As Hill signed on to the project, he knew that The Right Stuff was going to present major hurdles. “It’s a space movie, so it’s not going to be cheap,” he said, “I seem to get the harder, difficult shows. This is going to be a challenge all around. I arrived mid-May, 2019, and we started shooting the latter part of July.”

While working on another project in New Zealand, on his nights and weekends, Hill broke down the pilot teleplay. “We were going to cover from early 1954 when John Glenn almost crashed, to the beginning of the N.A.S.A. program in 1958, until Alan Shepard flies on May 5, 1961,” he explained of his design tasks ahead. “All of these dates became important milestones for us. The audience is really intelligent on the subject matter; I’m going to work harder—get as much information as I can. We are going to delve deep into the stories of the astronauts and how it affected their lives and their families.”

In his research, Hill knew that he needed to acquire a Mercury space capsule, first and foremost, and economize his sets in a small selection of sound stage space in Orlando. “I had to have a space capsule to pull the side off, and we’ll need three of them for all of the elements,” he stated of his first search. “I thought we needed to build the N.A.S.A. conference room and offices on one stage, and create some hallways and Mercury Control in Cape Canaveral on the same stage. I found an exterior building that worked great for the viewing stand where they went out at N.A.S.A. to watch the space launch; I mocked up the entrance to match that location. It was all on the same stage: wall-to-wall.”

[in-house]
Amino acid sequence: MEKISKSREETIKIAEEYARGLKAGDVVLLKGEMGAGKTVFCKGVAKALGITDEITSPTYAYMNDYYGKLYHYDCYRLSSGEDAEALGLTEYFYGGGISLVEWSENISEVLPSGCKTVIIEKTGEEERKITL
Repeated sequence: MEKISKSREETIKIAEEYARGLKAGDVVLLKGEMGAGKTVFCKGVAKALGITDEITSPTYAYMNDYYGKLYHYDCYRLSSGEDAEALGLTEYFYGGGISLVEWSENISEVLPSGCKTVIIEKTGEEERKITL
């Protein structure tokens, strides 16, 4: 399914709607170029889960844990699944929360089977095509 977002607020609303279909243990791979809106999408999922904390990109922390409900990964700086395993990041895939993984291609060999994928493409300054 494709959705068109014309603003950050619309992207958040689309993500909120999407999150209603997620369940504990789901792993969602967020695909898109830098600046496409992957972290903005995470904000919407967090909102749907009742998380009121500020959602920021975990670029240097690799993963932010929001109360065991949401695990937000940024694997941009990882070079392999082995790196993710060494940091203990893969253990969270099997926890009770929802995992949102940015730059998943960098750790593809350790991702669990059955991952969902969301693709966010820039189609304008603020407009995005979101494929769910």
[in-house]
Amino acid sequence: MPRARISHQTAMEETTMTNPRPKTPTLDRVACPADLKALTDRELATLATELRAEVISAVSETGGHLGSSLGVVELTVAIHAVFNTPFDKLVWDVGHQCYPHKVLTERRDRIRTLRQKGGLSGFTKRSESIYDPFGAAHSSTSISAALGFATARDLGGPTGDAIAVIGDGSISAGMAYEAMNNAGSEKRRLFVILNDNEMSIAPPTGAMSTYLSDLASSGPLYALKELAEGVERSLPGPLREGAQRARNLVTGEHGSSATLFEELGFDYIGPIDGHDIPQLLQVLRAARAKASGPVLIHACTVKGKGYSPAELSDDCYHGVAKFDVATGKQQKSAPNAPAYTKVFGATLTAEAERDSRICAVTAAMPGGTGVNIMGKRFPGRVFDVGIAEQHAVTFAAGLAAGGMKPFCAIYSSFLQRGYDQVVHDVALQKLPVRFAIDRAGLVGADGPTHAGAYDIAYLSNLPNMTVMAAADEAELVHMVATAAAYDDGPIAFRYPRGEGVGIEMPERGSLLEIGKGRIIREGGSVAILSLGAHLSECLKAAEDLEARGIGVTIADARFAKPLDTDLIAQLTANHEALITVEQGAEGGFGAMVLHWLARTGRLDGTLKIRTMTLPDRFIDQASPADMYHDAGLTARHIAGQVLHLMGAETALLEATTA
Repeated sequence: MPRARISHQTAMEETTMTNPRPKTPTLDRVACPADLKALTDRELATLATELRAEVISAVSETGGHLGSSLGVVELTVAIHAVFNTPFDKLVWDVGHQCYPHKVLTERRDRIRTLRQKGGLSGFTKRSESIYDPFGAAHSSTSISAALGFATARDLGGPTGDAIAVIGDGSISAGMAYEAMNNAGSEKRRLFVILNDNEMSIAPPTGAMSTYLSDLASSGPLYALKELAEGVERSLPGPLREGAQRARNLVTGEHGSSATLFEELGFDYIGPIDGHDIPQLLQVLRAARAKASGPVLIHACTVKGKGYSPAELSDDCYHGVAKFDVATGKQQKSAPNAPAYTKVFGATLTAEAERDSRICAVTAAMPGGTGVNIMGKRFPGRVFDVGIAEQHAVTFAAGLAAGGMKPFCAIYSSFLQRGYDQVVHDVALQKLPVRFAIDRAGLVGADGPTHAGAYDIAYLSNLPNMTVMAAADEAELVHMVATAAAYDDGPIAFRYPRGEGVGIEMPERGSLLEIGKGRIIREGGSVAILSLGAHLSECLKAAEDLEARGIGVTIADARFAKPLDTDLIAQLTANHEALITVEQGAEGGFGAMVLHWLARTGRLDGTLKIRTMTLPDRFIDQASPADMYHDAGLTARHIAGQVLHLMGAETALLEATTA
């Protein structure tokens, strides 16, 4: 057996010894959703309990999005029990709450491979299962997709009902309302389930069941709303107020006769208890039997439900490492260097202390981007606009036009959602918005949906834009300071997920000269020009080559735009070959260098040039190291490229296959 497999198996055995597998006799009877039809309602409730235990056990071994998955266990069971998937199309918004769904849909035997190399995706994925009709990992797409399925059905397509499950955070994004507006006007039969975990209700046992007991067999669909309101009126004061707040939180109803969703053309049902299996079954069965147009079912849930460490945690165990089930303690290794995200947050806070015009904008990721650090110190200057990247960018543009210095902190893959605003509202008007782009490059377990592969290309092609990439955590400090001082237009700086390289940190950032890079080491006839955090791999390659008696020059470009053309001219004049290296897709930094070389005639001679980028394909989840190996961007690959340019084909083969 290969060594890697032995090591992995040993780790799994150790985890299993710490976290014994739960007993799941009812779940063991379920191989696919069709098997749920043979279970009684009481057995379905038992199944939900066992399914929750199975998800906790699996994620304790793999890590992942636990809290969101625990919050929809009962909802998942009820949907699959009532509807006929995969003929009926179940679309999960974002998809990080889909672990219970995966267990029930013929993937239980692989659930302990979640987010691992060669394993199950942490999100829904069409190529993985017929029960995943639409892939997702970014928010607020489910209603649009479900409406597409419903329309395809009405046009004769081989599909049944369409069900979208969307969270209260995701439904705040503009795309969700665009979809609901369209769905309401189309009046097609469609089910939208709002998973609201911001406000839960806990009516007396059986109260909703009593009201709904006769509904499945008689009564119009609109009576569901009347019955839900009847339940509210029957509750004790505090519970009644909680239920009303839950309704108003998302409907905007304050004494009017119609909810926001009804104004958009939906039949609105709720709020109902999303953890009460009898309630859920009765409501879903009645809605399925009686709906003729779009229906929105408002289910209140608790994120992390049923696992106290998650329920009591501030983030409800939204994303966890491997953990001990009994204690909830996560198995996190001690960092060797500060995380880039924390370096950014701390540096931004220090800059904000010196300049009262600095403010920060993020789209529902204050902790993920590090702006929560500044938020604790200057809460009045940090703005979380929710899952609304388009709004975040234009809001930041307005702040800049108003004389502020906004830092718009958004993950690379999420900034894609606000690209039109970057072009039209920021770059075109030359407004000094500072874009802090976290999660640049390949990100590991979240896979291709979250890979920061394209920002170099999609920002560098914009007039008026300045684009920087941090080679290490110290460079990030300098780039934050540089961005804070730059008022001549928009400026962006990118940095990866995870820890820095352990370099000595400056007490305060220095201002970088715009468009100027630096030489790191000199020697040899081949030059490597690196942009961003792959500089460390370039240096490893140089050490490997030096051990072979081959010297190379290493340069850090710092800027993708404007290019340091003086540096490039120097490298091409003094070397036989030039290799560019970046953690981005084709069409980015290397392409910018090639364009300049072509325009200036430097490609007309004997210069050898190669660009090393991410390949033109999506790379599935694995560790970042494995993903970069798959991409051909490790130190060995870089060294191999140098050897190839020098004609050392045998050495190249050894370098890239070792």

On a separate stage, Hill crafted other key sets for The Right Stuff, in keeping with period and historical detail. “On the other stage was Hangar S where they trained and lived,” Hill described. “I started at the back of the stage and built forward: the dorm that they lived in, the medical facility, a hallway out, and I put a wall up two-thirds of the way through the stage. We were going to shoot exterior hangar shots at Cape Canaveral, but, then, we couldn’t afford to go to Cape Canaveral several times a week. I laid that stage out, and we needed a conference room where they introduce the N.A.S.A. astronauts in Washington, D.C., so I built it off a hallway. We needed the training center in Albuquerque, New Mexico, so I built those rooms off of the left side. I had most of it built out, and little wings and pockets to change sets over. We found an old airport/hangar where a collector owned a bunch of airplanes. We did the Albuquerque terminal there and the tarmac where they walk out of the hangar. It was a visual effect when they turned around. We ended up using every space possible.”